Reptile research and studies has revealed much more about these fascinating creatures than previously thought. Reptiles are capable of playing, bonding with owners, exhibiting social behaviour and even suffering.
Sadly, indicative behaviours observed in reptiles can often be overlooked when it comes to animal welfare assessments. These include hiding or delaying feeding and exhibiting body postures that indicate pain, fear or stress.
What are Reptiles?
Reptiles are cold-blooded, air-breathing vertebrates that evolved from amphibians 380 million years ago. Reptilia includes a diverse array of creatures, from the graceful turtles and tortoises to the ferocious crocodiles and alligators. Most reptiles hatch from eggs. The class of reptiles encompasses four distinct orders: Testudines, comprising the turtles and tortoises; Crocodilia, encompassing crocodilians and alligators; Squamata, containing snakes and lizards; and Rhynchocephalia, containing the tuatara and other ophidians.
Many species of reptiles display a wide range of behavioral responses triggered by sensory perception. For instance, chameleons can change their color to mimic their environment, while a lizard may scratch itself for fun or as a way of expressing stress.
Some reptiles, such as turtles and tortoises, exhibit a strong social tendency, often living in groups or forming a hierarchy. In contrast, most snakes and lizards prefer a more solitary lifestyle.
Despite their reputation for being cold, unintelligent animals, there is growing evidence that reptiles are capable of advanced cognitive functions. Scientists have developed the theory that reptiles’ R-complex, a region of the brain governing survival and basic instinctual behavior, is supplemented by a more sophisticated paleomammalian complex responsible for emotional behavior and higher-order problem-solving skills.
It is important for veterinarians to recognize and understand the normal behaviors of reptiles so that they can provide appropriate care to these often misunderstood animals. The ability to assess abnormal reptile behaviours can alert the vet to an illness at an early stage, improving treatment outcomes.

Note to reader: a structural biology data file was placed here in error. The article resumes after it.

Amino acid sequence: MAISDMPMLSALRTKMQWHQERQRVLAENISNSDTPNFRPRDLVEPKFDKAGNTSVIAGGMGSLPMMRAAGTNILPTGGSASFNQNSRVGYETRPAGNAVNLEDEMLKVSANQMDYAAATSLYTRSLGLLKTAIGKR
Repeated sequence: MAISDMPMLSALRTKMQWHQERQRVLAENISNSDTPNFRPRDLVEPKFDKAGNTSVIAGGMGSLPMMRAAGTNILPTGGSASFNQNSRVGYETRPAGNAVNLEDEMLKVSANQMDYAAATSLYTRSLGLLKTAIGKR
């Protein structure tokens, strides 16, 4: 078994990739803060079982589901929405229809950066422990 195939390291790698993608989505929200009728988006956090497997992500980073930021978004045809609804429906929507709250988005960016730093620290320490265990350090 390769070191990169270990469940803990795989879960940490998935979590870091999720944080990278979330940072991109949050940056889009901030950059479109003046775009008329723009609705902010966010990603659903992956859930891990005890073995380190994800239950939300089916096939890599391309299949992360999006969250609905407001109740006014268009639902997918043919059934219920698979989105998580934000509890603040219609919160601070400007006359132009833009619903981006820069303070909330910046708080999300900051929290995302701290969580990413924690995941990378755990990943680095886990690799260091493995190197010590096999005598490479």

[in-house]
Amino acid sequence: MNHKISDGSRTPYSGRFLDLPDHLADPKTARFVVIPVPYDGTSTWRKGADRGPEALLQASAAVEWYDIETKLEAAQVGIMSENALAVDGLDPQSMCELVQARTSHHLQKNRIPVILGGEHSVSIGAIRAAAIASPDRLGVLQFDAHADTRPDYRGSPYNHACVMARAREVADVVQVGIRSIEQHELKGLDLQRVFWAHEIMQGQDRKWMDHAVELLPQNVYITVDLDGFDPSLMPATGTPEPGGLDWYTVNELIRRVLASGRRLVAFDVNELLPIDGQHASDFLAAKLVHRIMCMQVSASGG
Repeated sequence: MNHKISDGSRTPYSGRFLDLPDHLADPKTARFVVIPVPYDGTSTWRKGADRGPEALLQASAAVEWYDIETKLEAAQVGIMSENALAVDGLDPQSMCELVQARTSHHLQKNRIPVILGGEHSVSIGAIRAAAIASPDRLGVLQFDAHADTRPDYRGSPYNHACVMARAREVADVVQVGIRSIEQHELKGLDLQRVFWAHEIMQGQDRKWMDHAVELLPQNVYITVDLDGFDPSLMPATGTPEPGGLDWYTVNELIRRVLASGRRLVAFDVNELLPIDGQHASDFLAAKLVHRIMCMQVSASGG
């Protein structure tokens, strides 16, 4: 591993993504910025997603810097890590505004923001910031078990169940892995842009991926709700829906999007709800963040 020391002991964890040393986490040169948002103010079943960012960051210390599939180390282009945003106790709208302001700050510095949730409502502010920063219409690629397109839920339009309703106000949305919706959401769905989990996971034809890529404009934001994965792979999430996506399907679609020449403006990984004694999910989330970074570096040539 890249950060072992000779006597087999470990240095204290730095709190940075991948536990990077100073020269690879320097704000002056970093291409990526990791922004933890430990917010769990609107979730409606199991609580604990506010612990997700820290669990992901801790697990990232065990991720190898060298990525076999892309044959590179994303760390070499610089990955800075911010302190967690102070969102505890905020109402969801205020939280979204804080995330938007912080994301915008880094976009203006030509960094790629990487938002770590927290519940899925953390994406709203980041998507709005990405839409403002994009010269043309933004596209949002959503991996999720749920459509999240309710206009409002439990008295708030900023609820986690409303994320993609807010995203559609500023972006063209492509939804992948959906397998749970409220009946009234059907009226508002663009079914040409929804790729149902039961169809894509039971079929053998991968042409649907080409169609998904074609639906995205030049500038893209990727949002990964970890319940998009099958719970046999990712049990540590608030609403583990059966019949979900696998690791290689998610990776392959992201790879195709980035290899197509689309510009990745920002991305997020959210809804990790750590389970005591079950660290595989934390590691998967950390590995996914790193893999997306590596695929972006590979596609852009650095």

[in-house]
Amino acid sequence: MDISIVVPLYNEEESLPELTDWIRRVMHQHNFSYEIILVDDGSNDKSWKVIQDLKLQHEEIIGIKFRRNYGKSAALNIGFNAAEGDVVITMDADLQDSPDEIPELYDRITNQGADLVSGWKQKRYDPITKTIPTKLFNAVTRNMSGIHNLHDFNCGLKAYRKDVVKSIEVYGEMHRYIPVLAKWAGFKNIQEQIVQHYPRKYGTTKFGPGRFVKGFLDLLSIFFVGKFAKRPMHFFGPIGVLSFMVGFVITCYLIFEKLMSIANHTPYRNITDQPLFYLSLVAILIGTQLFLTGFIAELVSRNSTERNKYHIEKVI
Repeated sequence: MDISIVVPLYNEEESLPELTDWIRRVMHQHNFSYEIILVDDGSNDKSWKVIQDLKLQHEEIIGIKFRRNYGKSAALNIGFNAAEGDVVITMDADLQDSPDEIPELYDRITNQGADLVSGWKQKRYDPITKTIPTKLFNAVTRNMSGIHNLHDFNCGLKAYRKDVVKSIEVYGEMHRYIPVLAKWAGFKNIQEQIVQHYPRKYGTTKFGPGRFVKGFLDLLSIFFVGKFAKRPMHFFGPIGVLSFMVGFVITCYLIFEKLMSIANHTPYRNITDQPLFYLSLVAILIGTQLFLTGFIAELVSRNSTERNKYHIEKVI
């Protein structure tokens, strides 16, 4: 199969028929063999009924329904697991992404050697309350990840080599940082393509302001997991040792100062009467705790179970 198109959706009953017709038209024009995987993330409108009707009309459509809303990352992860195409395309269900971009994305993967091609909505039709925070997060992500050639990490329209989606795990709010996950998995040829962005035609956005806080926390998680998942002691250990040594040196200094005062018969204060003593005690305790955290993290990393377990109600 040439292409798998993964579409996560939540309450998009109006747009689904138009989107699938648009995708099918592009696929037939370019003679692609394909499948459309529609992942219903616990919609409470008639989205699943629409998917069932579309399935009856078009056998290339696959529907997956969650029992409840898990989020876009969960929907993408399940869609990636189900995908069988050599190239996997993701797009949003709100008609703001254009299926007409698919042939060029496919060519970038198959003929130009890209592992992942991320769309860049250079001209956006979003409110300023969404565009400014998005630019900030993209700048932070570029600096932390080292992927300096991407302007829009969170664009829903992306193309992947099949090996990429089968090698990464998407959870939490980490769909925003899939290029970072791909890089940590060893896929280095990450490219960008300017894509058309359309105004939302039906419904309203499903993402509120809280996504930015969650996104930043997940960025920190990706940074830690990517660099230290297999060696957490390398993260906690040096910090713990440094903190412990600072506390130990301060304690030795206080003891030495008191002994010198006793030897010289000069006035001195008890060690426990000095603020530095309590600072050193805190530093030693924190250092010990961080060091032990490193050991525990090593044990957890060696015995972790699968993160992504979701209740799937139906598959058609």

What are Reptile Behaviours?
Reptiles can behave in a wide range of ways. Some reptiles are gregarious and live in social groups, while others are solitary creatures. Most are predatory or scavenging (eating dead animals), but some are herbivores, and some have learned to use a particular habitat for both hunting and hiding.
In addition to food-related behavior, many reptile species have developed defensive behaviors. Some use their squinty eyes to detect movement, and others release a foul-smelling fluid from the musk glands located in the cloacal region. These defenses are often triggered by fear or anger, and they can be misinterpreted during handling.
Sexually motivated behavior is also common in some reptiles. Snakes and lizards can engage in combat for mating rights, but such battles rarely result in fatalities. In addition, some shingleback lizards pair up and remain monogamous over long periods of time.
Scientists are now beginning to understand how reptiles communicate with each other in the wild. For example, certain solitary lizards can detect the presence of another lizard nearby by its smell. The ability to sense a friend can be helpful in finding prey, hiding from predators or other important activities.